This plant disease is caused by soil-inhabiting bacteria (Agrobacterium tumefaciens) that infect many ornamentals, fruits, and vegetables in the garden. The bacteria are often brought to a garden initially on the roots of an infected plant and are spread with the soil and by contaminated pruning tools. The bacteria enter the shrub through wounds in the roots or at the base of the stem (the crown). They produce a substance that stimulates rapid cell growth in the plant, causing gall formation on the roots, crown, and sometimes branches. The galls disrupt the flow of water and nutrients up the roots and stems, weakening and stunting the top of the plant. Galls do not usually cause the shrub to die.
Crown gall can''t be eliminated from the shrub. Infected plants may survive many years, however. To improve the appearance of the plant, prune out and destroy affected stems below the galled area. Disinfect pruning shears after each cut. Destroy severely infected shrubs. The bacteria will remain in the soil for two to three years. Plant only resistant species.
Yponomenta cagnagella This insect is a major pest of euonymus. First discovered on this continent in Ontario in 1968, it is now widespread. It originated in Europe, where it is a common pest of the native spindlebush tree (Euonymus europaeus). The adult, a small whitish moth, lays eggs in July. Larvae remain inactive until spring, when they construct copious webbing and begin feeding. The webs are dirty with their droppings, cast-off skins and cocoons. The caterpillars appear in May and reach full size by June, when they spin cocoons within the webbing and pupate. The adult moths emerge in late June or early July. Because there is only one generation a year and feeding halts in June, the damage is less than that done by similar tent caterpillars and fall webworms. Plants usually recover with little lasting damage, but the webs are unsightly and can persist until winter. Besides European spindlebush, the caterpillar feeds on spreading euonymus (E. kiautschovicus), winged euonymus or burning bush (E. alatus), and Japanese euonymus (E. japonicus).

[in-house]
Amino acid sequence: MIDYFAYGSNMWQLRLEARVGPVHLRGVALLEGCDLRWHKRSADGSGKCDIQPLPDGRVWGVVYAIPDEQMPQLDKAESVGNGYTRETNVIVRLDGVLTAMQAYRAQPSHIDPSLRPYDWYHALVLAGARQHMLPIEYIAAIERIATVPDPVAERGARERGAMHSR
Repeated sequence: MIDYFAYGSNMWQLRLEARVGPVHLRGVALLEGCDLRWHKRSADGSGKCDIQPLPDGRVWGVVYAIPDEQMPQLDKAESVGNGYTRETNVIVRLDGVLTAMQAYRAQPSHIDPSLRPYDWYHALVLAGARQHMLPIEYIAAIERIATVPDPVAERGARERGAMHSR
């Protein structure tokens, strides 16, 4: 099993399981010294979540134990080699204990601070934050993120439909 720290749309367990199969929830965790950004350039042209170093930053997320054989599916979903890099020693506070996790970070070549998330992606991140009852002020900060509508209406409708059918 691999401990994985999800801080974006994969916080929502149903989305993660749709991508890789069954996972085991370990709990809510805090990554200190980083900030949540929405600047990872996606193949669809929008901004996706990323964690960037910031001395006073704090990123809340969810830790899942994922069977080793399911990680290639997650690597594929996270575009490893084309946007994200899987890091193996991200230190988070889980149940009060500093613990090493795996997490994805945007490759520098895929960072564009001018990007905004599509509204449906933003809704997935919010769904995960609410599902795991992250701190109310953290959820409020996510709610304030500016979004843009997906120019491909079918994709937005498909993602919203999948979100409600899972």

Control euonymus caterpillar with an insecticide labeled for this pest. Break up webbing with a garden hose, then spray it with as much pressure as possible.
Unaspis euonymi Many species of scales infest euonymus, but the most common and destructive is euonymus scale. It is especially damaging to evergreen euonymus. The narrow white scales are males, and the larger brown scales are females. The females spend the winter on the plant and lay their eggs in the spring. In late spring to early summer the young scales, called crawlers, settle on the leaves and twigs or are blown by the wind to other susceptible plants. The small (1/10 inch), soft-bodied young suck sap from the plant. The legs atrophy, and a shell develops, brown over the female or white over the male. Females lay eggs underneath their shells.
Euonymus scales may be hard to detect until after they have caused serious damage. Check the plant periodically for yellow spotting and scales. During the winter, check the base of the plant for hidden overwintering females. Apply a horticultural oil, following directions on the label. For very heavy infestations, cut plants to the ground.
This plant disease is caused by two species of fungi (Oidium euonymi japonici and Microsphaera alni) that thrive in both humid and dry weather. Fungal strands and spores make up powdery patches or a thin powdery layer. The spores are spread by wind to healthy plants. The fungus saps plant nutrients, causing leaf yellowing and sometimes death of the leaf. In late summer and fall, the fungus forms small, black, spore-producing bodies that are dormant during the winter but produce spores to reinfect new plants the following spring. The fungus is especially devastating in low-light situations and is generally most severe in late summer and fall. Since Microsphaera alni attacks many different kinds of plants, the fungus from a diseased plant may infect other types of plants in the garden.
When mildew is first noticed, apply a fungicide labeled for powdery mildew, following label instructions. . Clean up plant debris in late summer.
Leaf scorch is caused by excessive evaporation of moisture from the leaves. In hot weather, water evaporates rapidly from the leaves. If the roots can''t absorb and convey water fast enough to replenish this loss, the leaves turn brown and wither. This usually occurs in dry soil, but leaves can also scorch when the soil is moist. Drying winds, severed roots, or limited soil area can also cause scorch.
To prevent further scorch, water plants deeply during periods of hot weather. Water recently transplanted shrubs more often than established plants. If possible, shade the shrub during very hot weather. Hosing down the leaves may help cool the shrub and slow evaporation. Plant shrubs adapted to your climate.